We also calculated the costs of using Kubernetes on AWS for Gitlab CI. To make it short, it's more expensive and why should we pay additional operational costs by maintaining K8s when you don't need to and when you can keep the CI simple!?
Sounds nice? Setup Phoenix-CI now!
Phoenix-CI just needs an already available gitlab-runner with a
Shell executor to run it's code. For that reason, simply [install a gitlab-runner](https://docs.gitlab.com/runner/install/) on the Gitlab host and [register it in Gitlab](https://docs.gitlab.com/runner/register/). Make sure that Python 3 is installed there and that the
virtualenv packages are available.
After that, please login to the
gitlab-runner user on the server and generate an ed25519 SSH keypair to use it for Phoenix-CI. As this user, simply run
ssh-keygen -t ed25519 and press enter when asked for a location or password for the private key. When done, copy the contents of the file
~/.ssh/id_ed25519.pub for a later step. If your first runner runs on Debian, make sure to delete the
.bash_logout from the gitlab-runner user in case you see a
Profile load error in your first run later.
Now clone the [Phoenix-CI repository](https://github.com/viafintech/phoenix-ci) down to your own Gitlab instance. You can also mirror the code if you want to stay up to date.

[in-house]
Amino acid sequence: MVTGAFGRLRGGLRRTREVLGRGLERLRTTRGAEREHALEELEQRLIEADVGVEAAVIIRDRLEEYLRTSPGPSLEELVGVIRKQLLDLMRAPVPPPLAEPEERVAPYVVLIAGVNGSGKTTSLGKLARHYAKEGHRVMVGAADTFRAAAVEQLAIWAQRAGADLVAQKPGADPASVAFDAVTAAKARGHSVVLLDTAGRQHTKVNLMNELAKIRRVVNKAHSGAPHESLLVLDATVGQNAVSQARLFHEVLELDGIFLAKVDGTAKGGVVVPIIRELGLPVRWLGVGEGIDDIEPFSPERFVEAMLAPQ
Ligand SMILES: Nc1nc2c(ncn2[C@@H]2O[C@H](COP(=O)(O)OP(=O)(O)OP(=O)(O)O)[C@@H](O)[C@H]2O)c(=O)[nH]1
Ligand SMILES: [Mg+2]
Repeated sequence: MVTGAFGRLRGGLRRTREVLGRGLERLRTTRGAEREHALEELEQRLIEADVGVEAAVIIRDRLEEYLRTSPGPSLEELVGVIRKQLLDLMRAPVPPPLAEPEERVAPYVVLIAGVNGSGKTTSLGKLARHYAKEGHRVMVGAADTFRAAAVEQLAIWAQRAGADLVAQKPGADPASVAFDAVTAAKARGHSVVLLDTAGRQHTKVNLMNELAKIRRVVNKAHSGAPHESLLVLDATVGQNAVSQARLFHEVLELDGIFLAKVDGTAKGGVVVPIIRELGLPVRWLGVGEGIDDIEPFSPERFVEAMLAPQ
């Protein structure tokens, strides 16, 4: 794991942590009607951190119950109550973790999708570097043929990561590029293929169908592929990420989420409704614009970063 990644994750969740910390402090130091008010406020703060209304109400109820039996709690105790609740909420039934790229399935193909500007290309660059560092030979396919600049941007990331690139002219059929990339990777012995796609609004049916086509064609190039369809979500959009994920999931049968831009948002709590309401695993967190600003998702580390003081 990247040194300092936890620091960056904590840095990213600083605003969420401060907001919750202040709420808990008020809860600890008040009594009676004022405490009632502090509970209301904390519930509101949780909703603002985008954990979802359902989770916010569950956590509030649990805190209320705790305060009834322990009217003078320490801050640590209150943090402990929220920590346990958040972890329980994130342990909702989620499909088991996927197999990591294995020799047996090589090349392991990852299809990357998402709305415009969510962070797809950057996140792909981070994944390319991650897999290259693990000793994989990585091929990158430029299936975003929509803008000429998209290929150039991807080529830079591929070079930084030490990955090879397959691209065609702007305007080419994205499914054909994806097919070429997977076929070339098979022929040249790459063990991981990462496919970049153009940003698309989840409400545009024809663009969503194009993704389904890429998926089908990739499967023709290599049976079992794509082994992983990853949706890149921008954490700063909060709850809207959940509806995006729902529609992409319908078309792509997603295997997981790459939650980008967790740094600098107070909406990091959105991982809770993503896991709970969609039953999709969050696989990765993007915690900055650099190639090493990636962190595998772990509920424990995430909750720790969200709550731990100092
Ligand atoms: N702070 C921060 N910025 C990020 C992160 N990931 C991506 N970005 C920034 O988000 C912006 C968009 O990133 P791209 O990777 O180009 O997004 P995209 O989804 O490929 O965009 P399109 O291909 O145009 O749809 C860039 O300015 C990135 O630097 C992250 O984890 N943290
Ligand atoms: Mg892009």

Now go into the project settings -> CI/CD -> Runners and disable both Shared Runners and Group Runners for this project. Next, head to the Admin UI by clicking the wrench icon in the top menu and then click on Runners in the left menu. In there, edit the Phoenix-CI Coordinator runner and check the box that this runner can run untagged jobs. Further down below find the cloned Phoenix-CI project and enable this runner to only run jobs from this project.
Now head back to the Phoenix-CI project and go into Settings -> CI/CD -> Variables this time.
In there create 4 new variables as stated in the screenshot. If you need more explanations for the variables please check out the [README.md](https://github.com/viafintech/phoenix-ci/blob/master/README.md) of the Phoenix-CI project.
CI_MASTER_SSHKEY is basically the ed25519 public key that you created in the first step and copied it later. In